Elfwood is the worlds largest SciFi & Fantasy community.
- 149176 members, 1 online now.
- 13563 site visitors the last 24 hours.
- 500968 SciFi & Fantasy Pictures, 37455 Stories.
- 3876699 comments written.
The chapters within will focus on using 3D computer programs, paint and photo programs, and specific computer applications to create art, namely in a fantasy style. The computer often isn't considered a true artist's tool, and 3D is even further away from this notion, particularly in the realm of fantasy art. Hopefully these barriers will soon enough be broken down and computer designed art viewed upon with as much awe and appreciation as 'traditional' works. With computer artists being recognised for their equal talents to artists of other mediums.
To effectively use the computer to produce art is a defined skill as with any other technique or medium. Artistic flare is still necessary, perhaps more so than technical knowledge of the programs you use, and composing the image need not rest with simply the computer. Your traditional artistic skills can be called upon in many areas to enhance your computer work.
I will discuss how to make the most of what you have, what can be done with a single program, how to achieve results mixing programs and incorporating hand drawn designs and images, as well as photos and imported objects found on the internet, or other sources.
Let it be known though that I am no authority on these programs, nor a great talent with them. My aim is to express to many the uses of these mediums within fantasy art, and help guide you through the basic processes to develop your own style. I thoroughly endorse originality in this field; it is very easy to search the internet for objects that can become centre-pieces of an image. By all means, use these objects, that's what they were made for, but for the best images you will have as the main focus a totally original design or object, this is how to advance in this area and set your work apart from the rest. Most free objects are easily recognisable by the 3D user community.
A general tip for design is to disguise your work as Bryce rendered or 3D Studio rendered or Photoshop drawn. Professionals avoid easily recognised filters, styles or programs for the reason of originality. If the viewer says 'how did you do that?' and is Bryce/Photoshop (etc) literate, then you are doing very well!
Congratulations! By viewing this topic, you've proven you have the first and most important tool needed for computer designed art; the computer.
The more powerful the computer you have, the better off you will be. 'But, I don't have any drawing programs on my computer!'. If this is the case, it is easily remedied. From the internet many freeware or shareware paint and raytracing programs can be found. One of these that will be discussed in following chapters will be Paint Shop Pro.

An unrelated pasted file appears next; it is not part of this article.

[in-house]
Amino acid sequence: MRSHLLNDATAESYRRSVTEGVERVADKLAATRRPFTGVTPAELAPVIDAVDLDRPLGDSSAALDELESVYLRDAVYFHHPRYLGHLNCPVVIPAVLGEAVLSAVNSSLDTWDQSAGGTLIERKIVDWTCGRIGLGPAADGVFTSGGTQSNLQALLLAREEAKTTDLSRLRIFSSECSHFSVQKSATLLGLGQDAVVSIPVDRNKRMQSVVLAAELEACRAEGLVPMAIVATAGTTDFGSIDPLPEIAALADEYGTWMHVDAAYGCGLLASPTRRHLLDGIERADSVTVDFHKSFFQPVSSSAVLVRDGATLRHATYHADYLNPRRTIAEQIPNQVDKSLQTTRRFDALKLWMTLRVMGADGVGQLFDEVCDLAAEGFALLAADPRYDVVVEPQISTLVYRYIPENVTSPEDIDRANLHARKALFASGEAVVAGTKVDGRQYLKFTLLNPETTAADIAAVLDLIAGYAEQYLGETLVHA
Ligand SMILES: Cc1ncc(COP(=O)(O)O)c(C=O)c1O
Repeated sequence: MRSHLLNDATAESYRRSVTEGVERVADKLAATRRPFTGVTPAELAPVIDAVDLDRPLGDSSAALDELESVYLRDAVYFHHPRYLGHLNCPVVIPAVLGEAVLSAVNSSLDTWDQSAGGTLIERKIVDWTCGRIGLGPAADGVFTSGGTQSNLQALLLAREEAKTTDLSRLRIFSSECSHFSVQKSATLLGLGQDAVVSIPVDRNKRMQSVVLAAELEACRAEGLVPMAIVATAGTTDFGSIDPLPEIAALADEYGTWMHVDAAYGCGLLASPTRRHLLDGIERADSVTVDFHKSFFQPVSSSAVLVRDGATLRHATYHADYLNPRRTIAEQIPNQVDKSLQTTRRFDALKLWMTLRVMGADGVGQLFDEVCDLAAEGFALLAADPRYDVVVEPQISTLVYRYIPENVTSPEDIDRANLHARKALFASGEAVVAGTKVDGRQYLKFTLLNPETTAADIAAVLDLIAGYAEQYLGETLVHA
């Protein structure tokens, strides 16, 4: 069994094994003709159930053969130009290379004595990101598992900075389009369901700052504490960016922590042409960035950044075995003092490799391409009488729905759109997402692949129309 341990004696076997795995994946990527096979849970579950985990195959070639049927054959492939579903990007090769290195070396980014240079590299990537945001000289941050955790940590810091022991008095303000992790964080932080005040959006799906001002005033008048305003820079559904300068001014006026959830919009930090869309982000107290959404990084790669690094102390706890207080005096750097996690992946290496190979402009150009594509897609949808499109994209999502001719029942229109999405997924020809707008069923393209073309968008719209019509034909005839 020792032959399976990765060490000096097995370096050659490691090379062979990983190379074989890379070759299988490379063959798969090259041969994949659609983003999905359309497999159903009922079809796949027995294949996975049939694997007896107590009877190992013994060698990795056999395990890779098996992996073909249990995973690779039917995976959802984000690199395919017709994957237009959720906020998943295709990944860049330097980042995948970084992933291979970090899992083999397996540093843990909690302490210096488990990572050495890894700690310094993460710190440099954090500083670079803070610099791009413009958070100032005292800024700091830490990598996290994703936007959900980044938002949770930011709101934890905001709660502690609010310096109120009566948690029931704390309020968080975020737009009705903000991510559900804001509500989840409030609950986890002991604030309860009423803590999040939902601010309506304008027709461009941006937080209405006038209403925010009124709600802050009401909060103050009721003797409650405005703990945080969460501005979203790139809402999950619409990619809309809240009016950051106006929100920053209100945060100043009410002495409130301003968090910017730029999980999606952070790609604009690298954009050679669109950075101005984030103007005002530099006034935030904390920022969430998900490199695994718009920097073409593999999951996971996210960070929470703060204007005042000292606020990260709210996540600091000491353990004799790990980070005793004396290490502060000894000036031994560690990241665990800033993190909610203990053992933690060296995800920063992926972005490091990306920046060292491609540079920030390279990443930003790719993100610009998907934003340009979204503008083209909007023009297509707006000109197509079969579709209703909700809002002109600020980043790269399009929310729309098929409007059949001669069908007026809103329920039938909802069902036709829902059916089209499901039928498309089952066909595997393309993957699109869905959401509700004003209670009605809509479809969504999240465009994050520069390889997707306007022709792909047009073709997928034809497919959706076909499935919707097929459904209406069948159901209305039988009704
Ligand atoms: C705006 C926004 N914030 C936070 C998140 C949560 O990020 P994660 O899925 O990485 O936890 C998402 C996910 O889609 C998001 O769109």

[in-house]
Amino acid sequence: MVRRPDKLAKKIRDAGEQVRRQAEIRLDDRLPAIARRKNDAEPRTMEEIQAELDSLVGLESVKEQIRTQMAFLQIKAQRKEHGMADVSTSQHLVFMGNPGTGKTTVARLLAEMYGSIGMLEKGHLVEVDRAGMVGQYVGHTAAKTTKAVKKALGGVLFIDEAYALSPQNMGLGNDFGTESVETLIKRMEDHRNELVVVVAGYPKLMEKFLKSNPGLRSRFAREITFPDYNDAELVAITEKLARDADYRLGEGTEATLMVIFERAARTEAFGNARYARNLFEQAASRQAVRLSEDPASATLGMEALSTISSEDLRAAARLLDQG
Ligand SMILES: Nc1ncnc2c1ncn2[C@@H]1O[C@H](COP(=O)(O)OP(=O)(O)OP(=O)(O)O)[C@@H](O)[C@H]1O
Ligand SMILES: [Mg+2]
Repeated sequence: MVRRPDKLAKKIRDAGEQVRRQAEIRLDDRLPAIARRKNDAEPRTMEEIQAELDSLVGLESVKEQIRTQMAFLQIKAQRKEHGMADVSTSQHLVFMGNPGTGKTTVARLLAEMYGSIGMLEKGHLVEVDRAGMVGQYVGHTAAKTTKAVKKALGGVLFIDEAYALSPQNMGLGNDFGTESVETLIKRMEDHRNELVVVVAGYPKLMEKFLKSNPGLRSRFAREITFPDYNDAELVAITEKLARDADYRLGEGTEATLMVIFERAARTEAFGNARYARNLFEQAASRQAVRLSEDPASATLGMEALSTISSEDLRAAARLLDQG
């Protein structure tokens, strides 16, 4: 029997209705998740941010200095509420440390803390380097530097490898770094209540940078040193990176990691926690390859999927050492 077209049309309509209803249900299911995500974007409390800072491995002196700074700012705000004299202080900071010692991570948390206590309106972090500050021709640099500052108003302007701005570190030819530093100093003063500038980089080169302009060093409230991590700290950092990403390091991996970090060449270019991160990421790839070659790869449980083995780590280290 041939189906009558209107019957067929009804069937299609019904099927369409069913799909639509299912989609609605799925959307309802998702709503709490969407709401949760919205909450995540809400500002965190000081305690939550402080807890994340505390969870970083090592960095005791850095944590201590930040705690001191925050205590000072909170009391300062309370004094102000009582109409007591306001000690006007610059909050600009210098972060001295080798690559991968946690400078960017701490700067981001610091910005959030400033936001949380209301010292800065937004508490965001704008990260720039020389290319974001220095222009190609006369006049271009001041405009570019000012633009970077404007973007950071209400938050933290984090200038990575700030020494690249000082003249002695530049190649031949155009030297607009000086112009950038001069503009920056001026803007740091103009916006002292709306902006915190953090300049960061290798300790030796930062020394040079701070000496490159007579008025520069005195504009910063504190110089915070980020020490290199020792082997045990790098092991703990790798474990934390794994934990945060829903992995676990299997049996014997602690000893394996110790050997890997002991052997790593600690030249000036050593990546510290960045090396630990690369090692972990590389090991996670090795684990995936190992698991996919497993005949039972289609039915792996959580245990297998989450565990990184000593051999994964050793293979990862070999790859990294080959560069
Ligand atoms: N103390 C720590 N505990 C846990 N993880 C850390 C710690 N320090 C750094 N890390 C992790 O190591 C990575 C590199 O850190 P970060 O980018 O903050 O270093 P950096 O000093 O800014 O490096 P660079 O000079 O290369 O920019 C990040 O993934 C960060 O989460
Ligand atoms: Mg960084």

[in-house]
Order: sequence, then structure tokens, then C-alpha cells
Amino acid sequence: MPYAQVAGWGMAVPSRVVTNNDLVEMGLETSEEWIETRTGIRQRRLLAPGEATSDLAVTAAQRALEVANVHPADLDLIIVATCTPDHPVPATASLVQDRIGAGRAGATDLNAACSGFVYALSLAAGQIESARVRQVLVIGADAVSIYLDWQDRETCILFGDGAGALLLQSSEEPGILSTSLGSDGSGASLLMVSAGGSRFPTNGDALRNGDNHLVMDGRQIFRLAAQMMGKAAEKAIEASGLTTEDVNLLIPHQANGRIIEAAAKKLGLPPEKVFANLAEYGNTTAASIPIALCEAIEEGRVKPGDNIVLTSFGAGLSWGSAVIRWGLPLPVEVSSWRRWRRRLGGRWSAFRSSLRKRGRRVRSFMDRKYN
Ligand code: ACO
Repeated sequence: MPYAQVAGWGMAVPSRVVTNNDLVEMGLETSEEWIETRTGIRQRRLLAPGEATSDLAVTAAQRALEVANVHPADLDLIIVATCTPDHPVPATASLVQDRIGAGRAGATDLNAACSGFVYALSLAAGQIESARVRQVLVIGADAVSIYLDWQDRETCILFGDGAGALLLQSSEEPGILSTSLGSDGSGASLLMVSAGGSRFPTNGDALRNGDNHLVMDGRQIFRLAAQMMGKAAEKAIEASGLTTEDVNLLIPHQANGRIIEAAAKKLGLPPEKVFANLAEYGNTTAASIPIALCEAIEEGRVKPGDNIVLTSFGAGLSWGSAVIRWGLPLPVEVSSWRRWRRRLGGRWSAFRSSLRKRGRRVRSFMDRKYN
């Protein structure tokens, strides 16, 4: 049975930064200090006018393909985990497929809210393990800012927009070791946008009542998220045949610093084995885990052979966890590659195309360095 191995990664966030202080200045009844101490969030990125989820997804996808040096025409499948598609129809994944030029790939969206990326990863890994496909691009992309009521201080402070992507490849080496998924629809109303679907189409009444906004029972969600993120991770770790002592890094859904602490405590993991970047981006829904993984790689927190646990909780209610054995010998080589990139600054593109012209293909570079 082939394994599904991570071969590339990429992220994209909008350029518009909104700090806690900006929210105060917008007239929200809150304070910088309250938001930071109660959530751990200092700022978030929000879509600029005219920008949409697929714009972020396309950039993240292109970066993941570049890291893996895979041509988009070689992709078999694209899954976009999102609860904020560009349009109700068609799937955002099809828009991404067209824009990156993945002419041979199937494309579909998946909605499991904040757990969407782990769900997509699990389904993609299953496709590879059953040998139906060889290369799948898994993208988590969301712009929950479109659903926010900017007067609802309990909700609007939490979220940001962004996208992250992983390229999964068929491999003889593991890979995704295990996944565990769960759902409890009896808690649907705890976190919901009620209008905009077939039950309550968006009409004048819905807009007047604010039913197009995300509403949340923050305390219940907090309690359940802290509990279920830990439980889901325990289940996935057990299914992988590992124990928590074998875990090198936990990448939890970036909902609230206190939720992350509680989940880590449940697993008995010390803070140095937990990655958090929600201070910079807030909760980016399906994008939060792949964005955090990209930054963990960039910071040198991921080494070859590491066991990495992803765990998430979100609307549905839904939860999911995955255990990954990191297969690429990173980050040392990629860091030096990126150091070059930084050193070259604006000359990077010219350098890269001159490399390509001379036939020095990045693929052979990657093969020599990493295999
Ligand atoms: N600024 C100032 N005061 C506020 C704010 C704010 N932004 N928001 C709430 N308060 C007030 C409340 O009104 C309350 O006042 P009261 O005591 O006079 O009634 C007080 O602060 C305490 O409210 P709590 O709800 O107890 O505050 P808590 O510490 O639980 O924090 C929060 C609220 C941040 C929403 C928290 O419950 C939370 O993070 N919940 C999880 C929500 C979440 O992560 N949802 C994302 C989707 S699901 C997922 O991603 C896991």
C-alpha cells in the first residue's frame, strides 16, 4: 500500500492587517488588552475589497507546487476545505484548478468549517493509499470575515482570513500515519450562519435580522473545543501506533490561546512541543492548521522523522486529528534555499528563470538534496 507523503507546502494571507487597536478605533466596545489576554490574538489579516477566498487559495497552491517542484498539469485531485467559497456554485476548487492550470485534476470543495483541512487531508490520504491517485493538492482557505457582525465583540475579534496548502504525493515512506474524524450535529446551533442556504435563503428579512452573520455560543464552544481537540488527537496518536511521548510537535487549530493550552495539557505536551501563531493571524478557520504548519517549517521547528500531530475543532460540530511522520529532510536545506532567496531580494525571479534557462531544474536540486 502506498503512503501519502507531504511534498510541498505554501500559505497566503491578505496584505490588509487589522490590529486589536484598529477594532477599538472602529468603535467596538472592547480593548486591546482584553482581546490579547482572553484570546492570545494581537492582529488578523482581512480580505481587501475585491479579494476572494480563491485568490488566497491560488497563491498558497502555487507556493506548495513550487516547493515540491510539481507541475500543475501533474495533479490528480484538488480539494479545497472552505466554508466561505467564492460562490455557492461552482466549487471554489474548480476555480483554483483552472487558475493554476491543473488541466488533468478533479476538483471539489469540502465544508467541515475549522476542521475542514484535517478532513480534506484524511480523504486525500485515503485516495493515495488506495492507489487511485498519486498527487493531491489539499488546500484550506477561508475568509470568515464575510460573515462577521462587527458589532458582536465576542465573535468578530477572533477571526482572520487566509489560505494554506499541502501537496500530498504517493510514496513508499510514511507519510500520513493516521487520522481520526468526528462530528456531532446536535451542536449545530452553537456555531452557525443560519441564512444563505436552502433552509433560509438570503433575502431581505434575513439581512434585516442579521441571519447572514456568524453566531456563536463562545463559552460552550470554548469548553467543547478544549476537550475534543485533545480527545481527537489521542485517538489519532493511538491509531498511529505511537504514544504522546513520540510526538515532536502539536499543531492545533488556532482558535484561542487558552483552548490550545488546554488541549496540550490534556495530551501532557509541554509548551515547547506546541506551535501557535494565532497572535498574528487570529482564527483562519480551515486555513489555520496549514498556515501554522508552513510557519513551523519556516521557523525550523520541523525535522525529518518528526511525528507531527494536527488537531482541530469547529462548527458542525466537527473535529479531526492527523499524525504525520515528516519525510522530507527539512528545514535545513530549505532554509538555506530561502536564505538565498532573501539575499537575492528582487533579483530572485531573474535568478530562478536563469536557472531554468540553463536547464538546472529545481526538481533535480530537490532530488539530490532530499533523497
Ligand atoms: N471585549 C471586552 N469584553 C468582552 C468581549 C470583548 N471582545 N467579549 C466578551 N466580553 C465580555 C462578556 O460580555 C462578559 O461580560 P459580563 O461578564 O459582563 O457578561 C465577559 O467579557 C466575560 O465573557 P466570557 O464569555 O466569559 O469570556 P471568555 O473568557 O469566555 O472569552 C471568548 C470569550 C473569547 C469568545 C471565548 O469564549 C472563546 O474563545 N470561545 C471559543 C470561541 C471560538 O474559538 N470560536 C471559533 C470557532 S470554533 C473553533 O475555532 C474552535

Tools discussed and expanded on by myself will be.
Metacreation's Bryce (4 will be used, but for earlier version most techniques will apply)
Metacreation's Poser (Again version 4 will be used)
Adobe Photoshop 4
Paint Shop Pro 5
Chapters will be set out explaining the use of programs as a stand alone tool, and what can be achieved within them, then will expand on to how these programs can be integrated. Now, let's get to work!
Hi. I know of some programs I think some of you without expensive programs might appreciate. If you don’t have Photoshop or 3ds Max, and can’t afford them, I’ve got links of websites below of the programs you should check out.
www.blender.org www.luxrender.net www.yafaray.org www.freestyle.sourceforge.net www.gimp.org (and GIMP repository: www.registry.gimp.org) www.mypaint.intilinux.com/ www.inkscape.org www.sculptris.com/ [Get it while it’s still free--Pixologic owns it now!] www.makehuman.org/
I love promoting free and open-source software ("FOSS", and anyone who’ll gives these a try will see that they can do wonderful digital art without breaking the bank. Not only are these programs free, but they’re constantly growing, and they can all run on many platforms (Windows, Linux, and Mac). Use them well! With a little adaptation, you can follow along with many tutorials for other commercial programs, and tutorials using these programs have been rapidly growing. I’d like to post up some tutorials here myself pretty soon. Anyways, hope this helps someone!
The collection of art and writing tutorials in the Elfwood Fantasy Art Resource (F.A.R.P.) is a part of Elfwood. The FARP logo was created by Miguel Krippahl (The muscular guy in the FARP-logo) and Thomas F Abrahamsson (The text and general graphic design). Those sections written by volunteers are copyrighted to Thomas Abrahamsson and the respective writer. Elfwood is a project once founded by Thomas Abrahamsson.
All rights reserved. Unauthorized Reproduction of the graphics, writings, and materials on these pages is absolutely prohibited! You may consider all material on these pages protected and copyrighted, unless otherwise noted. You may NOT use the images found at the FARP or Elfwood pages on your home pages! All of these images are copyright protected! Everything you see here represent the collaborative effort of the Elfwood community and Thomas Abrahamsson. Please read the Legal Disclaimer for more info on warranties/etc for these pages!